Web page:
Sunday, March 22, 2009

Confucius, a great philosopher-prophet

I originally wrote this entry on August 7, 2004 and published it on

I've never liked it when people ridicule something they can hardly understand. That sort of behavior not only shows a lack of tolerance but also a lack of capacity for dialogue and true learning.

Zimran Ahmed's shallow misunderstanding of Confucius recorded on his "economics" weblog, winterspeak, is so glaring that it gives me no choice but to write at least a few words about it and about Confucius, the great philosopher-prophet of China.

Since I have a regular job, I can hardly scratch the surface of how badly off track and lost Zimran has gotten himself.

Zimran's reading of Confucius demonstrates a lack of skill for the art of interpretation or tafsir. This is typical of those so focused on technical learning. Zimran's analysis is not only shallow and misguided but also vindictive and one-sided.

This picture is of a woodcut taken from a Ming Dynasty edition of the Analects, depicting Confucius and his disciples.

One of Confucius' major projects, which Zimran has ridiculed in his post, was to create a body of discourse to frame the universe of human emotions. Confucius' biggest complaint (about the modern world, one might add) is that human beings have lost touch with their true emotional roots, with what makes them human. He seeks to educate for a nurturing of emotional rootedness. Confucius is one of the first great philosophers who describes the importance of rites in the emotional universe of human beings in the context of relatioships, in the context of the world. In this, his project differs little from other prophets and philosophers.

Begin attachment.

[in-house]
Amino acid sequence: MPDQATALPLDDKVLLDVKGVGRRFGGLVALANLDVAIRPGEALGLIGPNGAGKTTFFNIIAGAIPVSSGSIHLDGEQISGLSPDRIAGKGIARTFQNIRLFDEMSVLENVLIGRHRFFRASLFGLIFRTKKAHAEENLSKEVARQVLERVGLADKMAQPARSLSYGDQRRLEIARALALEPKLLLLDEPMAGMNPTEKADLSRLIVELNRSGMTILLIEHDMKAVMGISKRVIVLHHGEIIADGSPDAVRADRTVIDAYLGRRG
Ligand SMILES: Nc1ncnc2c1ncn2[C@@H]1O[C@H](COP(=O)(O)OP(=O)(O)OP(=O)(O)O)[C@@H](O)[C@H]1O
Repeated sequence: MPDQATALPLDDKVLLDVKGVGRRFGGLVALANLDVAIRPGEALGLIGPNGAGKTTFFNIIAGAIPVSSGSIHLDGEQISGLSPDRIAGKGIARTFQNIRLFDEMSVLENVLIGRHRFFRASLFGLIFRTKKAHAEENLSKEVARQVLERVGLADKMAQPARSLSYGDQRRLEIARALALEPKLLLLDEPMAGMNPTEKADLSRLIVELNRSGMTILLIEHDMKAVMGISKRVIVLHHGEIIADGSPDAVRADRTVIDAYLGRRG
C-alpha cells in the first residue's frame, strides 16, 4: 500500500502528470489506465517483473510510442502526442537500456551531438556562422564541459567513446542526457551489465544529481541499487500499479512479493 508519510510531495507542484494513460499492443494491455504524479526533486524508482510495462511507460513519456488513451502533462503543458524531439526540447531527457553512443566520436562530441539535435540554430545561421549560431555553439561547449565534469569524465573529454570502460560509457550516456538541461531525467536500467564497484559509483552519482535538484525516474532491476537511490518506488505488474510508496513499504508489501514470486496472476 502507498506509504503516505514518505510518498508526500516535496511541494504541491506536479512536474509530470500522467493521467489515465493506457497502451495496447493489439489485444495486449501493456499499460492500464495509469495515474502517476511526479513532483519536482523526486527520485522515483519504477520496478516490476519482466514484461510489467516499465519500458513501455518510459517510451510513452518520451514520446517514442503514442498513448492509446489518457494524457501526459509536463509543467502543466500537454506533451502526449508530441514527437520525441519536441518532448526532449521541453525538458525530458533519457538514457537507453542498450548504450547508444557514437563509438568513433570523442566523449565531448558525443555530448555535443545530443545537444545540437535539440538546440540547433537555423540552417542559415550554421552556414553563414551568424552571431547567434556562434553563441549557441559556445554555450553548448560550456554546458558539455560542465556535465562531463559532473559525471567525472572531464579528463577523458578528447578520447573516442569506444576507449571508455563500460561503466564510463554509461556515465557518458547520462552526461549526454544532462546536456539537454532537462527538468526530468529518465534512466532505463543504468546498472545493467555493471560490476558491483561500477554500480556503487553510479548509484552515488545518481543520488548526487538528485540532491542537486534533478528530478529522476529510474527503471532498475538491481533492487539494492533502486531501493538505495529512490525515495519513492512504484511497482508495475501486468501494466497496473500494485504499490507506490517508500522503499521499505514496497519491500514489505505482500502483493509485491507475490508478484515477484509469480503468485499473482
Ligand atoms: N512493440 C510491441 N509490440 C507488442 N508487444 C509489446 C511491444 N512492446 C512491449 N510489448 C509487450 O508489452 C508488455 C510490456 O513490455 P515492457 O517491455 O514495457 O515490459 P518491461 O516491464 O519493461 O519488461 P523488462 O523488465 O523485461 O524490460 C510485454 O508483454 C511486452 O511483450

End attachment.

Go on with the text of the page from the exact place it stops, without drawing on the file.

Confucius is also one of the first who lays the groundwork for an analysis (later, by Mencius) about how filial feelings of love for family and those who are near us could be nurtured and extended to affect and reach a larger set of relationships. Confucius elucidates the function of the family as the cradle of necessary emotional education.

The gate to a proper understanding of Confucius' Analects is of course a proper reading of the works of Mencius. (Given my evaluation of what little material Zimran has already written about Confucius, I'm afraid he might get Mencius equally and terribly wrong, too.) Without reflection on Mencius, the core of Confucius Analects may remain in darkness for the unlearned.

While Zimran boasts about his studies of Chinese philosophy and classics at school (probably an upper division course or audit of such a course, at Harvard?), his ridicule of Confucius shows that he has not comprehended the meaning of the Confucius' Analacts. It also shows that he has either not seen or rushed through Mencius.

This is a real pity for someone who has listed so many other accomplishments.

No comments:

Post a Comment